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BJKinNebr's Story

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My name is Barb and I live in Nebraska. My story began back in the summer of 2015. I started experiencing pain in my rib cage and went to an emergicare center one weekend due to the pain. They did a chest X-ray and a CT scan. I was told I had pleurisy, given a script for pain and sent home. The pain got better for a while but later that fall, it was back and my lower back was also hurting. I went to my GP doctor, who said I needed physical therapy and was put on Neurontin. Did PT with no noticeable improvement....

In December 2015, I went in for my yearly mammogram. Thought everything was fine till the sweet little nurse ran half way across the parking lot as I was leaving, asking me if I could come back inside. The radiologist was still there and wanted to look at something a little closer. Well, by the end of December I was 99% sure I had breast cancer. Surgery was set for January 2016 and after a lumpectomy and removal of 6 lymph nodes, I was told I had stage IV metastatic breast cancer. MRI's and CT scans showed bone mets on my back, rib cage, sternum and at the base of my skull. I also have spots on my liver.

Port for chemo was installed in February and I started chemo in March 2016. We started with Abraxane, then after about 10 months we switched to Adriamycin. In July of 2017, we switched to Taxotere. So far, we've been able to shrink a few spots on the liver and nothing else appears to be growing. The word "stable" is a good thing.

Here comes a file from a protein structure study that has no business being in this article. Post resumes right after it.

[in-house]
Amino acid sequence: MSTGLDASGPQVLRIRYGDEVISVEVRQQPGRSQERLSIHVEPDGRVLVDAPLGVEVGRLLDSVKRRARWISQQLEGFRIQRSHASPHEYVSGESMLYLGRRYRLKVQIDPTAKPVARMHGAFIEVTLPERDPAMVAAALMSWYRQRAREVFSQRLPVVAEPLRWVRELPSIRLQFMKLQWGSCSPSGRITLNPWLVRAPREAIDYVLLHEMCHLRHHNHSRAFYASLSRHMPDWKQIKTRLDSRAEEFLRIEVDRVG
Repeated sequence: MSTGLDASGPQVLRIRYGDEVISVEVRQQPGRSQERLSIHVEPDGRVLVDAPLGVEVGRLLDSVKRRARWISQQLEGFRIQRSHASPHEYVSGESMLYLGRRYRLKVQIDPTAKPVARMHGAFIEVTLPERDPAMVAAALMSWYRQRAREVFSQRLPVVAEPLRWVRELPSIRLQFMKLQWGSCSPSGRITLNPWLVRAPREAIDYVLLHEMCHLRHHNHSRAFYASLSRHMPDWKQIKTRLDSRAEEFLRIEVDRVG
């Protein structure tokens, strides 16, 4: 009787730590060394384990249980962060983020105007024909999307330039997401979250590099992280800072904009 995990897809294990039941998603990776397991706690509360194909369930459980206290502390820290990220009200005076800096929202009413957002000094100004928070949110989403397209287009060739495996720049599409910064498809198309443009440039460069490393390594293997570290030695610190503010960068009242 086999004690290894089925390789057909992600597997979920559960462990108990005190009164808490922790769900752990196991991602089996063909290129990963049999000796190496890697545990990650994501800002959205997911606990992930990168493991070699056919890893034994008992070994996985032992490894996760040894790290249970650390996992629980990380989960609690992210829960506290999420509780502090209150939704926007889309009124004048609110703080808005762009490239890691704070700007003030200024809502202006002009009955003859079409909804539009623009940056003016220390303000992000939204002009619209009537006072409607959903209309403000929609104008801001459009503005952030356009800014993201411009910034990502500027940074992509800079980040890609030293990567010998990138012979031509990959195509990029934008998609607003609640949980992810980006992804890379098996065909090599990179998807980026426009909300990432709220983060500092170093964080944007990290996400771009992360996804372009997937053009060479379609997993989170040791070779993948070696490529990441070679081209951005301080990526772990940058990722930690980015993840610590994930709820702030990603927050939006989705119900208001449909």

The worse rough spot has been developing osteonecrosis in my jaw last fall. I am divorced and live by myself. I have a fantastic sister and her family who are with me every step of the way. I still work full time but am thinking about retiring sometime this year. I am 62.

Things I would tell anyone just starting out on this journey: DON'T surf the internet!!! Listen to your doctors. Don't focus so hard on numbers and 'average life expectancy.' Don't compare yourself to others. Everyone is not the same. We may all be traveling on the Cancer highway, but the route we take and what we will see and experience along the way will be different. Live and love each day you have to the fullest. Some days won't be as easy as others and it's perfectly OK to have those days were you just want to curl up in bed and cry. Live, love, laugh and travel if you can. Do it NOW. One of my biggest pet peeves is when someone asks about my diagnosis and the future and they come back with the typical, 'Well, we could get hit by a bus tomorrow.' I have learned to bite my tongue and mumble, 'bless your heart.' Sometimes I'll tell them, 'This is true but you are standing on the sidewalk. I'm standing in the middle of a four lane, undivided highway with no traffic signals....' Stay positive and don't lose your sense of humor!!! For me, it makes a big difference on those tough days!!

-- BJKinNebr, diagnosed metastatic in January 2016

The opinions expressed in this article are the author's own and do not necessarily represent those of nor are they intended as a substitute for the medical advice of physicians.

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